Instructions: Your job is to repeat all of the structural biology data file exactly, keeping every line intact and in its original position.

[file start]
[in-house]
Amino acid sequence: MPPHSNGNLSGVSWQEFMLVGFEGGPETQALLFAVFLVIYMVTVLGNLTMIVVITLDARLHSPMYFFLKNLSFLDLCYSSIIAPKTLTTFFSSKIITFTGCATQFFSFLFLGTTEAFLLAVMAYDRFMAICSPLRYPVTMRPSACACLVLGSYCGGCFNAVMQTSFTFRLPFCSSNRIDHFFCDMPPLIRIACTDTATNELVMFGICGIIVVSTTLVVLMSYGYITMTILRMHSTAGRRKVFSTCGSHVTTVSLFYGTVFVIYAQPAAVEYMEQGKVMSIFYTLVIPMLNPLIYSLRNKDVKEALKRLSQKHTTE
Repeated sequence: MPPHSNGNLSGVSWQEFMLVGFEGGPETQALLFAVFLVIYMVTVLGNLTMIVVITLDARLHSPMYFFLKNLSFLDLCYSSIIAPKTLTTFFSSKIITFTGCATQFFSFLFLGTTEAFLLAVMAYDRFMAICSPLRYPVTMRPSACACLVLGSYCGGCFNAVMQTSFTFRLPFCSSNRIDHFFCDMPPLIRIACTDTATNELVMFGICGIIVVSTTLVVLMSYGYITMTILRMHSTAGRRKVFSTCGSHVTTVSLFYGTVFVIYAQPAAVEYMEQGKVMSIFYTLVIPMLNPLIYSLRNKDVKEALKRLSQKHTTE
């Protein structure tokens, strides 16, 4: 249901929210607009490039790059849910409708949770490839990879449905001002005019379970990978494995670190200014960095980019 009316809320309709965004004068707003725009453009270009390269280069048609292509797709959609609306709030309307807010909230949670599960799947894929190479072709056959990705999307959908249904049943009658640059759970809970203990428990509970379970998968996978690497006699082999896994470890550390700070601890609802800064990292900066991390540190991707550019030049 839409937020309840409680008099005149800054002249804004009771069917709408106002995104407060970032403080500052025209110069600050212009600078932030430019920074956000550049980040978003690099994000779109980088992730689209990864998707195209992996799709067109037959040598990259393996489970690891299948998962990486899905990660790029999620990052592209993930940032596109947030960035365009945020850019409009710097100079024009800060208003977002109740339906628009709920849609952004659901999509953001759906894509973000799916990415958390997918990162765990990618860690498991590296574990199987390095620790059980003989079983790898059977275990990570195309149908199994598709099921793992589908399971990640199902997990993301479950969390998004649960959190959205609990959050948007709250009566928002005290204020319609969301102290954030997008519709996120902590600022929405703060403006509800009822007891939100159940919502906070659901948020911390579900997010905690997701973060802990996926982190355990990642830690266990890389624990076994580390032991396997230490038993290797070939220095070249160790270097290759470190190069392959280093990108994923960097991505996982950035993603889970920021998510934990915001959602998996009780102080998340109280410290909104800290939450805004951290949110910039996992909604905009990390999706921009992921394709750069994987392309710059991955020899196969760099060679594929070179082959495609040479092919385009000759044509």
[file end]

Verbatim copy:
[in-house]
Amino acid sequence: MPPHSNGNLSGVSWQEFMLVGFEGGPETQALLFAVFLVIYMVTVLGNLTMIVVITLDARLHSPMYFFLKNLSFLDLCYSSIIAPKTLTTFFSSKIITFTGCATQFFSFLFLGTTEAFLLAVMAYDRFMAICSPLRYPVTMRPSACACLVLGSYCGGCFNAVMQTSFTFRLPFCSSNRIDHFFCDMPPLIRIACTDTATNELVMFGICGIIVVSTTLVVLMSYGYITMTILRMHSTAGRRKVFSTCGSHVTTVSLFYGTVFVIYAQPAAVEYMEQGKVMSIFYTLVIPMLNPLIYSLRNKDVKEALKRLSQKHTTE
Repeated sequence: MPPHSNGNLSGVSWQEFMLVGFEGGPETQALLFAVFLVIYMVTVLGNLTMIVVITLDARLHSPMYFFLKNLSFLDLCYSSIIAPKTLTTFFSSKIITFTGCATQFFSFLFLGTTEAFLLAVMAYDRFMAICSPLRYPVTMRPSACACLVLGSYCGGCFNAVMQTSFTFRLPFCSSNRIDHFFCDMPPLIRIACTDTATNELVMFGICGIIVVSTTLVVLMSYGYITMTILRMHSTAGRRKVFSTCGSHVTTVSLFYGTVFVIYAQPAAVEYMEQGKVMSIFYTLVIPMLNPLIYSLRNKDVKEALKRLSQKHTTE
């Protein structure tokens, strides 16, 4: 249901929210607009490039790059849910409708949770490839990879449905001002005019379970990978494995670190200014960095980019 009316809320309709965004004068707003725009453009270009390269280069048609292509797709959609609306709030309307807010909230949670599960799947894929190479072709056959990705999307959908249904049943009658640059759970809970203990428990509970379970998968996978690497006699082999896994470890550390700070601890609802800064990292900066991390540190991707550019030049 839409937020309840409680008099005149800054002249804004009771069917709408106002995104407060970032403080500052025209110069600050212009600078932030430019920074956000550049980040978003690099994000779109980088992730689209990864998707195209992996799709067109037959040598990259393996489970690891299948998962990486899905990660790029999620990052592209993930940032596109947030960035365009945020850019409009710097100079024009800060208003977002109740339906628009709920849609952004659901999509953001759906894509973000799916990415958390997918990162765990990618860690498991590296574990199987390095620790059980003989079983790898059977275990990570195309149908199994598709099921793992589908399971990640199902997990993301479950969390998004649960959190959205609990959050948007709250009566928002005290204020319609969301102290954030997008519709996120902590600022929405703060403006509800009822007891939100159940919502906070659901948020911390579900997010905690997701973060802990996926982190355990990642830690266990890389624990076994580390032991396997230490038993290797070939220095070249160790270097290759470190190069392959280093990108994923960097991505996982950035993603889970920021998510934990915001959602998996009780102080998340109280410290909104800290939450805004951290949110910039996992909604905009990390999706921009992921394709750069994987392309710059991955020899196969760099060679594929070179082959495609040479092919385009000759044509």